Astronomers believe there may be mini solar systems out there - planets which orbit small, failed stars.
The suggestion is based on Spitzer telescope observations, which detail a dusty disc around a brown dwarf, a star too small to ignite its nuclear fuel.
The star, named OTS 44, is only about 15 times the mass of Jupiter.
This is much smaller than any other brown dwarf known to be surrounded by a disc of planet-building material, says US researcher Dr Kevin Luhman.
"This leads to all sorts of new questions, like 'Could life exist on such planets?' or 'What do you call a planet circling a planet-sized body? A moon or a planet?'," he added.
Previously, the smallest brown dwarf known to host a planet-forming disc was 25 to 30 times more massive than Jupiter.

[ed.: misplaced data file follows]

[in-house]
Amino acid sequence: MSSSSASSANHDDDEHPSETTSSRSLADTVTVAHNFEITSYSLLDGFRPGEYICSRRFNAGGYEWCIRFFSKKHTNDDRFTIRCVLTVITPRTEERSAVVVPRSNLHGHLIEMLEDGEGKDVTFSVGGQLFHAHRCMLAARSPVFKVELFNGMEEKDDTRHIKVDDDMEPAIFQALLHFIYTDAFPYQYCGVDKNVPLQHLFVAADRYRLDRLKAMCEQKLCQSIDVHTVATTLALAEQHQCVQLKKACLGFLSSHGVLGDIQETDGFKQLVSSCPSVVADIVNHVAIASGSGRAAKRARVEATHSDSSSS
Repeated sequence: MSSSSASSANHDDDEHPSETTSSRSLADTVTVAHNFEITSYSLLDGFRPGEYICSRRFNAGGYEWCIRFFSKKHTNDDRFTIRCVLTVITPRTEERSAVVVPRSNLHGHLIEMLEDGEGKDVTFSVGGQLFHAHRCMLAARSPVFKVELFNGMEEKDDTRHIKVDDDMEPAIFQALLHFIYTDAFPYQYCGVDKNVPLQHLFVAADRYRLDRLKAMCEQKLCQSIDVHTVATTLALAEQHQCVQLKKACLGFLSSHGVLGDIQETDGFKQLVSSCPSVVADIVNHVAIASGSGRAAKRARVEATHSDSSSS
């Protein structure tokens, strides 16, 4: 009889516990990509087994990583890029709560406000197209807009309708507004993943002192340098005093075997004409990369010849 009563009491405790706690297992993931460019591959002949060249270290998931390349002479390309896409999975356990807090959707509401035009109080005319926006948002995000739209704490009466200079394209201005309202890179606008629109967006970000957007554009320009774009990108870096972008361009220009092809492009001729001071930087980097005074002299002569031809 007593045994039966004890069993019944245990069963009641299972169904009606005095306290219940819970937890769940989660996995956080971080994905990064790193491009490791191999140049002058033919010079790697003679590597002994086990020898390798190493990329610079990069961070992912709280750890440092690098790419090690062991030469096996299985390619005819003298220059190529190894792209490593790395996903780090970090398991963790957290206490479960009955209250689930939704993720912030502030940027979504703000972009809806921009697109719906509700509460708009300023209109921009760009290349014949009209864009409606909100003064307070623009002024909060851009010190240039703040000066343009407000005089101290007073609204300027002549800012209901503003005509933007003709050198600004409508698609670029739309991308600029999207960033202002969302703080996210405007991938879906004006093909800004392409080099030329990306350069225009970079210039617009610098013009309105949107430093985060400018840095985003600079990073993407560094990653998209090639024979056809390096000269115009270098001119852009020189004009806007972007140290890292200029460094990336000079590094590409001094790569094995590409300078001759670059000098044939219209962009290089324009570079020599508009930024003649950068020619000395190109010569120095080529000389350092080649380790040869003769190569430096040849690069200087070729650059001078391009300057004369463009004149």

The finding should ultimately help astronomers better understand how and where planets - including rocky ones resembling our own - form, the US space agency (Nasa) said in a statement.
OTS 44 was first discovered by the Gemini Observatory in Chile and then subjected to further investigation with orbiting Spitzer telescope.
The brown dwarf is located 500 light-years away in the Chameleon constellation, which can be seen near the south celestial pole.
Spitzer's speciality is in the infrared, where the detail in the dim glow of dust can be more easily discerned.
The Spitzer results are being published in The Astrophysical Journal Letters.